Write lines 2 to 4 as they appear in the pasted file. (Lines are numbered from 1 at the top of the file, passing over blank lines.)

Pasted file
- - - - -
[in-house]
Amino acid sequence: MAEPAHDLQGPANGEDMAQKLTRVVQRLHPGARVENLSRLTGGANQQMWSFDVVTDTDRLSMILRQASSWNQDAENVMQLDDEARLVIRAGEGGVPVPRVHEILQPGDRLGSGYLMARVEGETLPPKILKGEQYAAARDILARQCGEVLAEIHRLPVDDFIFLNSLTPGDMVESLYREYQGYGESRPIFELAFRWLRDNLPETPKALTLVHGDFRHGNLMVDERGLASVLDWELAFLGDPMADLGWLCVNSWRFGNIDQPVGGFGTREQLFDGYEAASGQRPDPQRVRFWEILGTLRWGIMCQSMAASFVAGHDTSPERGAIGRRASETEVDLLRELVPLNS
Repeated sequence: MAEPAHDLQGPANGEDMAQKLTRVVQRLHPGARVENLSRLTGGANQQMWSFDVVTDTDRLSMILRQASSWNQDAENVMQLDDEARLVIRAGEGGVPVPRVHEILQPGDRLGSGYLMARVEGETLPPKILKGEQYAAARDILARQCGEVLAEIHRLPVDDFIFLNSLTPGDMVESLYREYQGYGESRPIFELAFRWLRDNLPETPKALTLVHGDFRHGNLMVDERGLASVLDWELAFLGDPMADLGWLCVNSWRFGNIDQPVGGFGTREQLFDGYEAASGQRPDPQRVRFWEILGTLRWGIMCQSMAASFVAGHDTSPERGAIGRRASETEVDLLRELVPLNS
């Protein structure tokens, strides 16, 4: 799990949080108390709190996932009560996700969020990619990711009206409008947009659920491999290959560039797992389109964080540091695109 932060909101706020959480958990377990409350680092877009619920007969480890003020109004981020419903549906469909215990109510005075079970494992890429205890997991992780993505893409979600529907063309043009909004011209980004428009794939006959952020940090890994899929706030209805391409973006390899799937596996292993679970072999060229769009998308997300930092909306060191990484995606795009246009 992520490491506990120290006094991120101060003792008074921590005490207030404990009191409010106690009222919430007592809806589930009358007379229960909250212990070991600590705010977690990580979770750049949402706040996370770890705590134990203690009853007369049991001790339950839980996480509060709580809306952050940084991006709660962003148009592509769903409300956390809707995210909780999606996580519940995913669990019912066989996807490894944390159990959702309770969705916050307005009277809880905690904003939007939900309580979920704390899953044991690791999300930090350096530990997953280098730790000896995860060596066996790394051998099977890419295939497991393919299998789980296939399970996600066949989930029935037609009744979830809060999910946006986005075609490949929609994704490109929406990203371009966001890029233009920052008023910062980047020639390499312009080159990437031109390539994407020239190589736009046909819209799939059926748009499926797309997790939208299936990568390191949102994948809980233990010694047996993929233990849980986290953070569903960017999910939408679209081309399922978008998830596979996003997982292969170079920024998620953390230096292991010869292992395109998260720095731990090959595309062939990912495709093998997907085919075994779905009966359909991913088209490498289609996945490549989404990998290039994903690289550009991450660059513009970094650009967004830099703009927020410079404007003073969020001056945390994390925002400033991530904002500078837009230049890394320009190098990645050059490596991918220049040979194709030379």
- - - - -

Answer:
Amino acid sequence: MAEPAHDLQGPANGEDMAQKLTRVVQRLHPGARVENLSRLTGGANQQMWSFDVVTDTDRLSMILRQASSWNQDAENVMQLDDEARLVIRAGEGGVPVPRVHEILQPGDRLGSGYLMARVEGETLPPKILKGEQYAAARDILARQCGEVLAEIHRLPVDDFIFLNSLTPGDMVESLYREYQGYGESRPIFELAFRWLRDNLPETPKALTLVHGDFRHGNLMVDERGLASVLDWELAFLGDPMADLGWLCVNSWRFGNIDQPVGGFGTREQLFDGYEAASGQRPDPQRVRFWEILGTLRWGIMCQSMAASFVAGHDTSPERGAIGRRASETEVDLLRELVPLNS
Repeated sequence: MAEPAHDLQGPANGEDMAQKLTRVVQRLHPGARVENLSRLTGGANQQMWSFDVVTDTDRLSMILRQASSWNQDAENVMQLDDEARLVIRAGEGGVPVPRVHEILQPGDRLGSGYLMARVEGETLPPKILKGEQYAAARDILARQCGEVLAEIHRLPVDDFIFLNSLTPGDMVESLYREYQGYGESRPIFELAFRWLRDNLPETPKALTLVHGDFRHGNLMVDERGLASVLDWELAFLGDPMADLGWLCVNSWRFGNIDQPVGGFGTREQLFDGYEAASGQRPDPQRVRFWEILGTLRWGIMCQSMAASFVAGHDTSPERGAIGRRASETEVDLLRELVPLNS
């Protein structure tokens, strides 16, 4: 799990949080108390709190996932009560996700969020990619990711009206409008947009659920491999290959560039797992389109964080540091695109 932060909101706020959480958990377990409350680092877009619920007969480890003020109004981020419903549906469909215990109510005075079970494992890429205890997991992780993505893409979600529907063309043009909004011209980004428009794939006959952020940090890994899929706030209805391409973006390899799937596996292993679970072999060229769009998308997300930092909306060191990484995606795009246009 992520490491506990120290006094991120101060003792008074921590005490207030404990009191409010106690009222919430007592809806589930009358007379229960909250212990070991600590705010977690990580979770750049949402706040996370770890705590134990203690009853007369049991001790339950839980996480509060709580809306952050940084991006709660962003148009592509769903409300956390809707995210909780999606996580519940995913669990019912066989996807490894944390159990959702309770969705916050307005009277809880905690904003939007939900309580979920704390899953044991690791999300930090350096530990997953280098730790000896995860060596066996790394051998099977890419295939497991393919299998789980296939399970996600066949989930029935037609009744979830809060999910946006986005075609490949929609994704490109929406990203371009966001890029233009920052008023910062980047020639390499312009080159990437031109390539994407020239190589736009046909819209799939059926748009499926797309997790939208299936990568390191949102994948809980233990010694047996993929233990849980986290953070569903960017999910939408679209081309399922978008998830596979996003997982292969170079920024998620953390230096292991010869292992395109998260720095731990090959595309062939990912495709093998997907085919075994779905009966359909991913088209490498289609996945490549989404990998290039994903690289550009991450660059513009970094650009967004830099703009927020410079404007003073969020001056945390994390925002400033991530904002500078837009230049890394320009190098990645050059490596991918220049040979194709030379």